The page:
What is Microarchaeology?

The archaeological record is composed of the part that can be seen by the naked eye – the macroscopic record, and the part that can only be revealed with the help of instrumentation – the microscopic record. I refer to the process of revealing the microscopic record as “microarchaeology” (Weiner, 2010).
Reconstructing the archaeological record, and hence past human behavior, is an enormous challenge. It is therefore of great interest to extract as much reliable information from the whole archaeological record, especially during the 

excavation.  This in turn necessitates operating an on-site laboratory so that some information can be obtained from the microscopic record in  real time. In this way the excavation strategy can be adapted to the microscopic finds as they are discovered, and then to also use this on-site capability to obtain the best suite of samples possible for further analysis in the laboratory. In our experience the key instruments for an on-site laboratory are petrographic microscopes and a Fourier transform infrared spectrometer (FTIR). Figure X shows an on-site laboratory in operation.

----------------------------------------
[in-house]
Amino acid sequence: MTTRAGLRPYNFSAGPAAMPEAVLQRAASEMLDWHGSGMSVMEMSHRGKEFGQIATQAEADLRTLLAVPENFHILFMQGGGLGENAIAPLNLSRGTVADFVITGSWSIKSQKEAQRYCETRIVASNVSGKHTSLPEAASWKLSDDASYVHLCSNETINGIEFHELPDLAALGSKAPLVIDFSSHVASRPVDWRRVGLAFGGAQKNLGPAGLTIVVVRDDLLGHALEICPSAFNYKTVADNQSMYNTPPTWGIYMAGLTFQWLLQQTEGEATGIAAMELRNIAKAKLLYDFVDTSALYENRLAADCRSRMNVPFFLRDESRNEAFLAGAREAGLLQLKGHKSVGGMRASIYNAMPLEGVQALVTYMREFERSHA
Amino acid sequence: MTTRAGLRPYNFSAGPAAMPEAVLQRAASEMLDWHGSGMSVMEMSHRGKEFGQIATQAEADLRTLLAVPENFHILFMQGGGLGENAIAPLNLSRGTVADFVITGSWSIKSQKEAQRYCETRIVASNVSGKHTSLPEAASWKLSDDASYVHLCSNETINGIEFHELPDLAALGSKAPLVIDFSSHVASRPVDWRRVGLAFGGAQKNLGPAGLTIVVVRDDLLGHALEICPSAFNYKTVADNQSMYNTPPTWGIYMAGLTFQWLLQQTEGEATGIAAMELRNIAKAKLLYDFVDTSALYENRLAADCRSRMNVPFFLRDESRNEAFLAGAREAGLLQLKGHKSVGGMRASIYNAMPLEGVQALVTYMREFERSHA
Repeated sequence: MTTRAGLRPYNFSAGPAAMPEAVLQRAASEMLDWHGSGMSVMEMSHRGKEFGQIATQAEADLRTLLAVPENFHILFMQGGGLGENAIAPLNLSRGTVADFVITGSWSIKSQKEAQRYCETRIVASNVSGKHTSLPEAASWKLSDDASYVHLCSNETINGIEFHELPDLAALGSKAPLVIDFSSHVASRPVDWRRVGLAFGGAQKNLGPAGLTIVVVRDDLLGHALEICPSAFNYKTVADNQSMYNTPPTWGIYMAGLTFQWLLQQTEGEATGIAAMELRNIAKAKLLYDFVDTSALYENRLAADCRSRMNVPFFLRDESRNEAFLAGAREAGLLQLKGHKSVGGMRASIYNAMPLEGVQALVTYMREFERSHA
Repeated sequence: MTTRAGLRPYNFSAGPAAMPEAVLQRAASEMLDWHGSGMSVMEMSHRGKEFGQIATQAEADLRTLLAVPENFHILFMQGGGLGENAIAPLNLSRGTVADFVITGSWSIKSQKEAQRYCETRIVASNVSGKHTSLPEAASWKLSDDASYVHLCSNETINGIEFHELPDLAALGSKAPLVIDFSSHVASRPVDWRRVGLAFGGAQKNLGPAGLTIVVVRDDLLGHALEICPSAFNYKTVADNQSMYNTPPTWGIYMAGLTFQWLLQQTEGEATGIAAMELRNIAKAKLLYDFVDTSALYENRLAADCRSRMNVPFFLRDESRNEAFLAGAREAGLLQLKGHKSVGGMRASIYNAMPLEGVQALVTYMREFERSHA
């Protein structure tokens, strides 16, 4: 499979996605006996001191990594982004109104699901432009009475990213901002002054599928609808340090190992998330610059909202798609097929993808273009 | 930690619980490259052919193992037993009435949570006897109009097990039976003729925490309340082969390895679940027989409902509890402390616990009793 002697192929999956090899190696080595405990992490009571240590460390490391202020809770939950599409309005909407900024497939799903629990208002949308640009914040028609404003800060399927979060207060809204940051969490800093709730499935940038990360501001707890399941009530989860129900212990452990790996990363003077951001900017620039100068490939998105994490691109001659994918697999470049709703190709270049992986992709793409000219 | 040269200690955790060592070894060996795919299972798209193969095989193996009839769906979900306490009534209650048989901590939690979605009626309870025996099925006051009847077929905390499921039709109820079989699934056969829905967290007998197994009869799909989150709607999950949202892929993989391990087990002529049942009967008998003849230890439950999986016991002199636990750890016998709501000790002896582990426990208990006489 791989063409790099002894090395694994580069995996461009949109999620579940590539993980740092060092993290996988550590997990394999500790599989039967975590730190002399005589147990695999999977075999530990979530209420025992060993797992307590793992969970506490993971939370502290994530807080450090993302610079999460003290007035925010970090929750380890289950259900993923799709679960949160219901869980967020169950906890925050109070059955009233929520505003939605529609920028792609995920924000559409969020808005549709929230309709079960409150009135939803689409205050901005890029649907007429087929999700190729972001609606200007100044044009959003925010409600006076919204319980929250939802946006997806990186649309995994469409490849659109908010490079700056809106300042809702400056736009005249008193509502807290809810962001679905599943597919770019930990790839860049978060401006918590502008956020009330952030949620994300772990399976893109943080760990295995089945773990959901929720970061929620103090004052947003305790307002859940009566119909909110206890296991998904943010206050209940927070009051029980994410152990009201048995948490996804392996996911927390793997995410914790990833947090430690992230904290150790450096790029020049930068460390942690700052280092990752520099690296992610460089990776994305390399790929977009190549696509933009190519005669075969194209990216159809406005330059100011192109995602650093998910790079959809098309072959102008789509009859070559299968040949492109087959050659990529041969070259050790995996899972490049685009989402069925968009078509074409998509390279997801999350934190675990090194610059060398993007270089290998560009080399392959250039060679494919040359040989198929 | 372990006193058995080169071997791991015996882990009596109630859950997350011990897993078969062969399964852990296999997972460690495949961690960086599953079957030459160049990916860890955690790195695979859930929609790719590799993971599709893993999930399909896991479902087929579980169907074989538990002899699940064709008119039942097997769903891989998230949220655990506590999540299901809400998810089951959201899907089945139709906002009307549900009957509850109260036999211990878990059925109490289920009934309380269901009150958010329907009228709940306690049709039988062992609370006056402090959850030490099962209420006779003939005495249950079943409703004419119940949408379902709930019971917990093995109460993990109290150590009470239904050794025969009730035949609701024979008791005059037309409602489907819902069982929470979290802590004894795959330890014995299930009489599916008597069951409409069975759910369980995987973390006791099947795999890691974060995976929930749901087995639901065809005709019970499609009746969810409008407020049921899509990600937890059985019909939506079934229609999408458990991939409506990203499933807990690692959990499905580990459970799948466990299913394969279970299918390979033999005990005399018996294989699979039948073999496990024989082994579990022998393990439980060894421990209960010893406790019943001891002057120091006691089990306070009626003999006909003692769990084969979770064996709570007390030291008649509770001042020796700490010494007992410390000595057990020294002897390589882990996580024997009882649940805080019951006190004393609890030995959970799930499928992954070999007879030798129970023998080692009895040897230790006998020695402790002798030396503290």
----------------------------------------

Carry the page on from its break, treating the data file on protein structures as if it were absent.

For more information on the basic concepts used in microarchaeology, as well as on-site analysis and the use of FTIR, see the book that I wrote entitled “Microarchaeology: Beyond the Visual Archaeological Record (Weiner, 2010) (Fig. 1).

Many of these ideas were developed together with my colleagues, Dr Ruth Shahack-Gross and Dr Elisabetta Boaretto. Together we carry out our archaeological research within the framework of the Kimmel Center for Archaeological Science. In 2012 a second center for archaeological research was established at the Weizmann Institute. It is the Weizmann Institute- Max Planck Society Center for Integrative Archaeology and Anthropology. This center is co-directed by Profs Jean-Jacques Hublin from the MPI for Human Evolution in Leipzig, and Steve Weiner. The research at the Weizmann Institute is directed by Dr Boaretto and the focus is on the timing of cultural change.